None of these tools in VR will matter beyond basic entertainment if real world import and export functions aren’t integrated. I want to be able to bring in existing projects and use VR for what it does best – provide visual emphasis and dimension, allow physical interaction and intuitive hand gestures, and embrace non-linear thinking, We need real formats beyond the basic WAV/AIFF and MIDI standards – like integration of Native Instruments STEMS, Pioneer Rekordbox libraries, Ambisonics, and even Max 4 Live devices. At its best, VR will allow us to regain the physical nature of music that’s been lost in a flat world of keyboards and mice. As Brian Eno said in his Wired interview with Kevin Kelly “The problem with computers is that there is not enough Africa in them… it uses so little of my body…You’ve got this stupid little mouse that requires one hand, and your eyes. That’s it. What about the rest of you?”
The physical nature of VR makes everything a performance. On the video side I haven’t found it to be nearly as compelling as rendered content – so it’ll likely rely on a hybrid in the future. But the most compelling case for performance in VR is The Wave, which allows you to DJ in a virtual booth and teleport back and forth from the audience, trigger visuals and FX, and watch as virtual crowd members move and react to your music.
It’ll be a great way to expand your audience, test out new material for special fans, and try out new visuals. The social aspect will be huge, as experiencing VR with friends is even more fun. Eventually merch integration will happen with virtual concerts, and Bitcoin payment seems inevitable. Would you walk up to a virtual merch booth to buy a shirt you’d wear in real life, or just buy a digital version for your avatar?
Tilt Brush is one of the more satisfying experiences in VR, which allows you to paint in a virtual space. Creating in Tilt brush is a dance performance in itself, so I expect that creating music will also be compelling to watch, especially as Twitch starts integrating VR broadcasts. Right now watching video of someone scrolling around a DAW is pretty boring, but virtually being in the studio, either real or rendered – will be amazing.
Collaboration and Sharing:
Some of the biggest advantages of VR will revolve around collaboration. Rather than face timing and Splicing with collaborators across the globe, you could be next to them in the same virtual studio – hearing the same mixing environment acoustics, with access to the same DAW. Session players could track their parts in real time. The main benefit would be less back and forth communication, and better creative flow. Being in the actual room with real humans is always going to be better, but for remote situations this brings real advantages and better opportunities for learning.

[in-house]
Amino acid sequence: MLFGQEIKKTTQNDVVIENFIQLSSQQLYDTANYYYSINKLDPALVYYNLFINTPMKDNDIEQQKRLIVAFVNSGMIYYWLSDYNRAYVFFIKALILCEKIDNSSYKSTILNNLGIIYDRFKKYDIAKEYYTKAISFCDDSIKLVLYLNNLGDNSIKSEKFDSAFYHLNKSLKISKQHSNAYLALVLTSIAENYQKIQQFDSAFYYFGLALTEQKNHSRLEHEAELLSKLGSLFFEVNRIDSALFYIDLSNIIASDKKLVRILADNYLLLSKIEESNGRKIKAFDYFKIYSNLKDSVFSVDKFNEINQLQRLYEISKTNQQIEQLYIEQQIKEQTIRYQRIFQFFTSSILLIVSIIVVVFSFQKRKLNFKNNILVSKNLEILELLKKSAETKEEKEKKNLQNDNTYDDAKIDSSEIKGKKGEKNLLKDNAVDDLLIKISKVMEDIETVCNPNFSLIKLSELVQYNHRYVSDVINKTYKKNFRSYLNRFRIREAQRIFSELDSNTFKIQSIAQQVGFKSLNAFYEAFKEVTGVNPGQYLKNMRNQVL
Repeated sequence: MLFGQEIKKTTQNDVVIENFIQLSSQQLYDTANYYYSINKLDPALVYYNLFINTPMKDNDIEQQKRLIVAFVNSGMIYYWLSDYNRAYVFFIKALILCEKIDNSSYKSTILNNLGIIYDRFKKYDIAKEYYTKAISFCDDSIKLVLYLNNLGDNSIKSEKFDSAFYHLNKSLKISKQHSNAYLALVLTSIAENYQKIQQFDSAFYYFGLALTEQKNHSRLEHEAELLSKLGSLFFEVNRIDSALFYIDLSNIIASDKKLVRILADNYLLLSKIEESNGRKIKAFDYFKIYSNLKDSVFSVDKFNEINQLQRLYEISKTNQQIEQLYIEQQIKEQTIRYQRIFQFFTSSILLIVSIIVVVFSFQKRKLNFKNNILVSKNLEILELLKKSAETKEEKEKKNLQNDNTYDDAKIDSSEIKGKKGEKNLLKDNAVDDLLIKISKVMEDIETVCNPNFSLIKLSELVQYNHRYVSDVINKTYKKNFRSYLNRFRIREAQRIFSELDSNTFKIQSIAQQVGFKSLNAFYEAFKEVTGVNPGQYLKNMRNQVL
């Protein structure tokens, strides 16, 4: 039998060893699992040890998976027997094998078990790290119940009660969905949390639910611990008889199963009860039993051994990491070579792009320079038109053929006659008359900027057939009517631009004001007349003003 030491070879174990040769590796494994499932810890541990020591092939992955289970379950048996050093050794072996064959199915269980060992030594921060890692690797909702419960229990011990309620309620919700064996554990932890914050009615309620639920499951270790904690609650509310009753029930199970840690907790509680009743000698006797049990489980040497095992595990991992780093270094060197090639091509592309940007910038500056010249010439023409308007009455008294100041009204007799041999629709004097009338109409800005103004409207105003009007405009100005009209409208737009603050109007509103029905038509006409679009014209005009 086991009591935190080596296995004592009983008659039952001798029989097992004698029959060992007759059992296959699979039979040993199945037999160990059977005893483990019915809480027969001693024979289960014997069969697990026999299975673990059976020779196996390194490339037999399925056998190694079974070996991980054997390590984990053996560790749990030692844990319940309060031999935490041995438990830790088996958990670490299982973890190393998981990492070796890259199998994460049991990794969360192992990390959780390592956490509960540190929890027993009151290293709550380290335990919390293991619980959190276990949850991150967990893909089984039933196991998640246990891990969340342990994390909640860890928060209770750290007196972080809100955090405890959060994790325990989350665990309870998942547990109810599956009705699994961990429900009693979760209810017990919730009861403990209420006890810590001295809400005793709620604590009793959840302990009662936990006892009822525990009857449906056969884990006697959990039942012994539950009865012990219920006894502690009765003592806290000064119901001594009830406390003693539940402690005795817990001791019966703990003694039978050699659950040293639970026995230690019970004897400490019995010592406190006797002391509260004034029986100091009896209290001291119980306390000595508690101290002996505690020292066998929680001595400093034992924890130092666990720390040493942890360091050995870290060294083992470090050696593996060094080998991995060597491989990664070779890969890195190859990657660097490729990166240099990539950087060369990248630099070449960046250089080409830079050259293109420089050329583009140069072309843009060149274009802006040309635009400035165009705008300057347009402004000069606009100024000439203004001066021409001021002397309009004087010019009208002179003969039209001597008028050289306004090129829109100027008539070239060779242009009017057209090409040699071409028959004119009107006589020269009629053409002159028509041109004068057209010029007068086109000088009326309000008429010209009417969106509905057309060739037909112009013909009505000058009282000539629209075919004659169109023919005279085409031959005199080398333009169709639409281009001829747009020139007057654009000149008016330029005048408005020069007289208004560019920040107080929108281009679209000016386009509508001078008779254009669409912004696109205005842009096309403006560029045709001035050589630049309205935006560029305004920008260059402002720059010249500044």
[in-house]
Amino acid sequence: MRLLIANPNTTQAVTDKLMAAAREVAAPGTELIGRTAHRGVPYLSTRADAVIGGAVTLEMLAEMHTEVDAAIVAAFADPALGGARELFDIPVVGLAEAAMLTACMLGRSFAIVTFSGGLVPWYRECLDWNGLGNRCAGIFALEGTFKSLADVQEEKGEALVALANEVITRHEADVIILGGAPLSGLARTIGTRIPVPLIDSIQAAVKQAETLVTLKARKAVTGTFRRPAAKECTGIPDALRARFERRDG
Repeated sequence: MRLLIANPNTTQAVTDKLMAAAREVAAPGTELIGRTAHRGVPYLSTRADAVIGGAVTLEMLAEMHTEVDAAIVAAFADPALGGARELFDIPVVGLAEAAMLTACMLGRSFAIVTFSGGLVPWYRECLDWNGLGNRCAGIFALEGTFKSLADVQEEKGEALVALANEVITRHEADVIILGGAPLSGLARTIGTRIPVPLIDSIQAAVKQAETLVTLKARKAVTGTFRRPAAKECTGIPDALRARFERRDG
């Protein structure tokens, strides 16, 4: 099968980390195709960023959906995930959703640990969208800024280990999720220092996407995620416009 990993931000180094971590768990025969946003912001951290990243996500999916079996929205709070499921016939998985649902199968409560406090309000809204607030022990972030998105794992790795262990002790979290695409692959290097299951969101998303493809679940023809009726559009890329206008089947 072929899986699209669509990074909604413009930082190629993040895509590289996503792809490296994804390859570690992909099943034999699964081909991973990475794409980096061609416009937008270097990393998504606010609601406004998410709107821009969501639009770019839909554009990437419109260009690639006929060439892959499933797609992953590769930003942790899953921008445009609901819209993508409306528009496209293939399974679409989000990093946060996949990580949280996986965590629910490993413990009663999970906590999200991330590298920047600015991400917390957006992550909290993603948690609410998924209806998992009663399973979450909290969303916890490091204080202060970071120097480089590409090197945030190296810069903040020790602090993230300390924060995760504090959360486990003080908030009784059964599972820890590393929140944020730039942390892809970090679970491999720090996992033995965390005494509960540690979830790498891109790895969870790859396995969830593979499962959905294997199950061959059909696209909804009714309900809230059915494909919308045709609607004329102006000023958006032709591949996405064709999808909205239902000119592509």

The sharing aspect will take some time for broadband to catch up, but expect Snapchat VR and Facebook Live sessions, Twitch broadcasts, stem exports, open source Splice sessions, and all sorts of streaming integration with Spotify, Soundcloud, and Apple Music that will create exposure and open up revenue streams for musicians.
Learning and Teaching:
Thanks to endless YouTube tutorials, it’s become much easier to learn audio production, but imagine being mentored by someone in a virtual session as they show proper chord voicings for a guitar riff – lessons that benefit from physical demonstrations and real time learning. Early studies are showing that learning and retention improves dramatically in a virtual space because it combines the senses and provides a much more immersive visual and physical classroom for learning. VR will enable students in remote locations to connect to opportunities around the world, as long as they have a decent internet connection and proper hardware.
In it’s current state, VR presents a ton of exciting areas for music, and a handful of challenges. It’s expensive to develop content, and expensive to buy the setup (average setup is $2200 w/ headset, controllers, and computer), with limited reach – but the technology is already here, and it’s ready for you – but you really have to experience it for yourself. These video clips don’t do it justice. How will VR integrate into your music making process? Comment below and let me know!